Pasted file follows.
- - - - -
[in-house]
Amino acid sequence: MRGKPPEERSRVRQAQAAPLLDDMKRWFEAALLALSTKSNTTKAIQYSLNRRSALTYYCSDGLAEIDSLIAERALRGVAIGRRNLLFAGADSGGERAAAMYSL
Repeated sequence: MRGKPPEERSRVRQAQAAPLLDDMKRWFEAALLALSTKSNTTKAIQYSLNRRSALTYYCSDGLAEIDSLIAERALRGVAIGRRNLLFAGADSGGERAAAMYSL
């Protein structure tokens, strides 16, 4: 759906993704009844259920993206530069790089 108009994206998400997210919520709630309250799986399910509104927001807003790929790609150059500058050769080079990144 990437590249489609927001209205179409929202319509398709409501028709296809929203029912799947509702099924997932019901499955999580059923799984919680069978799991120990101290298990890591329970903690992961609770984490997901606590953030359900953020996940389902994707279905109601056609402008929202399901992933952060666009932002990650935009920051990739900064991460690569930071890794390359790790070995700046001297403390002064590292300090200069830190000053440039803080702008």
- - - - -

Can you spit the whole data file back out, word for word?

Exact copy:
[in-house]
Amino acid sequence: MRGKPPEERSRVRQAQAAPLLDDMKRWFEAALLALSTKSNTTKAIQYSLNRRSALTYYCSDGLAEIDSLIAERALRGVAIGRRNLLFAGADSGGERAAAMYSL
Repeated sequence: MRGKPPEERSRVRQAQAAPLLDDMKRWFEAALLALSTKSNTTKAIQYSLNRRSALTYYCSDGLAEIDSLIAERALRGVAIGRRNLLFAGADSGGERAAAMYSL
């Protein structure tokens, strides 16, 4: 759906993704009844259920993206530069790089 108009994206998400997210919520709630309250799986399910509104927001807003790929790609150059500058050769080079990144 990437590249489609927001209205179409929202319509398709409501028709296809929203029912799947509702099924997932019901499955999580059923799984919680069978799991120990101290298990890591329970903690992961609770984490997901606590953030359900953020996940389902994707279905109601056609402008929202399901992933952060666009932002990650935009920051990739900064991460690569930071890794390359790790070995700046001297403390002064590292300090200069830190000053440039803080702008």